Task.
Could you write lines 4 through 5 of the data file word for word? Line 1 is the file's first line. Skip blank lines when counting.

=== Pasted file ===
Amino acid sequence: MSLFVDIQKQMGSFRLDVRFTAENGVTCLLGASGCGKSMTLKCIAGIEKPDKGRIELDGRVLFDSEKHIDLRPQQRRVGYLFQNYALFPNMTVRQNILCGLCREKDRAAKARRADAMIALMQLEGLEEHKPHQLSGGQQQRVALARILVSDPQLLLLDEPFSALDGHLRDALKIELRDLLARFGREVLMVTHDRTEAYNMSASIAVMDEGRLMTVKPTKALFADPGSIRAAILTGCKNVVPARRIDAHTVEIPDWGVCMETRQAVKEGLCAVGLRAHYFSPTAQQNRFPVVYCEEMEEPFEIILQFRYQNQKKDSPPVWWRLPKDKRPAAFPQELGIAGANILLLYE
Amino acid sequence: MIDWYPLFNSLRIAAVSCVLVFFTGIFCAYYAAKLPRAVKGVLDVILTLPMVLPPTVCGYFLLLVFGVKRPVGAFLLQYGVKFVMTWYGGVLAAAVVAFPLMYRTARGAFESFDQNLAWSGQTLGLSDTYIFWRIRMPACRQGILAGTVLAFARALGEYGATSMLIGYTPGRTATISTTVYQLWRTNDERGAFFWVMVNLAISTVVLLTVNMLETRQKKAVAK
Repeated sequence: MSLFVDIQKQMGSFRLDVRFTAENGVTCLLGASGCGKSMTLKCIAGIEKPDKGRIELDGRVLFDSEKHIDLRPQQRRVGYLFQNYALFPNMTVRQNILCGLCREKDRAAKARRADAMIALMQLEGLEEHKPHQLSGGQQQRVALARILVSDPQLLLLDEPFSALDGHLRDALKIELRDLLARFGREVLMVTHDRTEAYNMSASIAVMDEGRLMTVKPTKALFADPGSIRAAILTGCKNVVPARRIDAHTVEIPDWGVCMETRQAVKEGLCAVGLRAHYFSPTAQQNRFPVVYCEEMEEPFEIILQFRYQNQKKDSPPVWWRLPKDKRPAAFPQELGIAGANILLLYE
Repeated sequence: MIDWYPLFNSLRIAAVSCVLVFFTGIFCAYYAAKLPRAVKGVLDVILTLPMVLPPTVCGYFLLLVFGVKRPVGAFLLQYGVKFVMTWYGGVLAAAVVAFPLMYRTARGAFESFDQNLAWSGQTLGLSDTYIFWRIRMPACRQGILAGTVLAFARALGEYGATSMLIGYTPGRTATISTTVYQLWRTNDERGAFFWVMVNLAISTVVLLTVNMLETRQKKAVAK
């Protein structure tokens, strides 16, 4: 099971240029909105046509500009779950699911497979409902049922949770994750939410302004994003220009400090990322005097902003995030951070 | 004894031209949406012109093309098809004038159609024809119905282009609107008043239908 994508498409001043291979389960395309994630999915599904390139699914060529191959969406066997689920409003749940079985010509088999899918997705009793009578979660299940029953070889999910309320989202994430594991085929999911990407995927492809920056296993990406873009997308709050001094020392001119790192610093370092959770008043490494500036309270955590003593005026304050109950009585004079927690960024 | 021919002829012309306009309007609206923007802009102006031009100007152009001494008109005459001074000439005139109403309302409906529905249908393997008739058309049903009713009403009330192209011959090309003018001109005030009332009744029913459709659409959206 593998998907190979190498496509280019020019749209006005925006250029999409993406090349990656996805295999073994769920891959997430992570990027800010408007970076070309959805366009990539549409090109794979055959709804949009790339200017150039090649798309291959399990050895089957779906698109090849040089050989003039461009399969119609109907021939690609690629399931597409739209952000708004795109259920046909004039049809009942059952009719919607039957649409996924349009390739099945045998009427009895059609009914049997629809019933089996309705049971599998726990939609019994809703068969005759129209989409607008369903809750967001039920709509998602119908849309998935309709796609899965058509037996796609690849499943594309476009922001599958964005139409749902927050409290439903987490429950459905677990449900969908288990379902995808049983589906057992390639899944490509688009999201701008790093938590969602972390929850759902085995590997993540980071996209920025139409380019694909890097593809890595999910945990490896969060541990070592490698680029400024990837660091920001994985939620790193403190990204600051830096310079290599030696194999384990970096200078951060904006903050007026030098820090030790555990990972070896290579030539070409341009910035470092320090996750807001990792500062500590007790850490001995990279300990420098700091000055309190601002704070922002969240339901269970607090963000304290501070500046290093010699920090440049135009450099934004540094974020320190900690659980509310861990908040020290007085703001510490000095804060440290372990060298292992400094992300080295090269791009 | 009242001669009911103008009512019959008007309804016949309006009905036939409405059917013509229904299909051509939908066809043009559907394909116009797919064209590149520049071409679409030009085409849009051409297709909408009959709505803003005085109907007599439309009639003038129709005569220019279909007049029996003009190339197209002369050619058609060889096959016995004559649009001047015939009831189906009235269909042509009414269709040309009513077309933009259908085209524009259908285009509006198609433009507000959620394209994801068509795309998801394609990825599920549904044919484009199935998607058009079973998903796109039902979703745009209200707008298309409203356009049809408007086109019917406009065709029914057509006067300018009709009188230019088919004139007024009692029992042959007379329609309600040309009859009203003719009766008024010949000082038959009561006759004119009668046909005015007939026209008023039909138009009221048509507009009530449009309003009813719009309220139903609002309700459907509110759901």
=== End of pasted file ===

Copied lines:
Repeated sequence: MIDWYPLFNSLRIAAVSCVLVFFTGIFCAYYAAKLPRAVKGVLDVILTLPMVLPPTVCGYFLLLVFGVKRPVGAFLLQYGVKFVMTWYGGVLAAAVVAFPLMYRTARGAFESFDQNLAWSGQTLGLSDTYIFWRIRMPACRQGILAGTVLAFARALGEYGATSMLIGYTPGRTATISTTVYQLWRTNDERGAFFWVMVNLAISTVVLLTVNMLETRQKKAVAK
């Protein structure tokens, strides 16, 4: 099971240029909105046509500009779950699911497979409902049922949770994750939410302004994003220009400090990322005097902003995030951070 | 004894031209949406012109093309098809004038159609024809119905282009609107008043239908 994508498409001043291979389960395309994630999915599904390139699914060529191959969406066997689920409003749940079985010509088999899918997705009793009578979660299940029953070889999910309320989202994430594991085929999911990407995927492809920056296993990406873009997308709050001094020392001119790192610093370092959770008043490494500036309270955590003593005026304050109950009585004079927690960024 | 021919002829012309306009309007609206923007802009102006031009100007152009001494008109005459001074000439005139109403309302409906529905249908393997008739058309049903009713009403009330192209011959090309003018001109005030009332009744029913459709659409959206 593998998907190979190498496509280019020019749209006005925006250029999409993406090349990656996805295999073994769920891959997430992570990027800010408007970076070309959805366009990539549409090109794979055959709804949009790339200017150039090649798309291959399990050895089957779906698109090849040089050989003039461009399969119609109907021939690609690629399931597409739209952000708004795109259920046909004039049809009942059952009719919607039957649409996924349009390739099945045998009427009895059609009914049997629809019933089996309705049971599998726990939609019994809703068969005759129209989409607008369903809750967001039920709509998602119908849309998935309709796609899965058509037996796609690849499943594309476009922001599958964005139409749902927050409290439903987490429950459905677990449900969908288990379902995808049983589906057992390639899944490509688009999201701008790093938590969602972390929850759902085995590997993540980071996209920025139409380019694909890097593809890595999910945990490896969060541990070592490698680029400024990837660091920001994985939620790193403190990204600051830096310079290599030696194999384990970096200078951060904006903050007026030098820090030790555990990972070896290579030539070409341009910035470092320090996750807001990792500062500590007790850490001995990279300990420098700091000055309190601002704070922002969240339901269970607090963000304290501070500046290093010699920090440049135009450099934004540094974020320190900690659980509310861990908040020290007085703001510490000095804060440290372990060298292992400094992300080295090269791009 | 009242001669009911103008009512019959008007309804016949309006009905036939409405059917013509229904299909051509939908066809043009559907394909116009797919064209590149520049071409679409030009085409849009051409297709909408009959709505803003005085109907007599439309009639003038129709005569220019279909007049029996003009190339197209002369050619058609060889096959016995004559649009001047015939009831189906009235269909042509009414269709040309009513077309933009259908085209524009259908285009509006198609433009507000959620394209994801068509795309998801394609990825599920549904044919484009199935998607058009079973998903796109039902979703745009209200707008298309409203356009049809408007086109019917406009065709029914057509006067300018009709009188230019088919004139007024009692029992042959007379329609309600040309009859009203003719009766008024010949000082038959009561006759004119009668046909005015007939026209008023039909138009009221048509507009009530449009309003009813719009309220139903609002309700459907509110759901």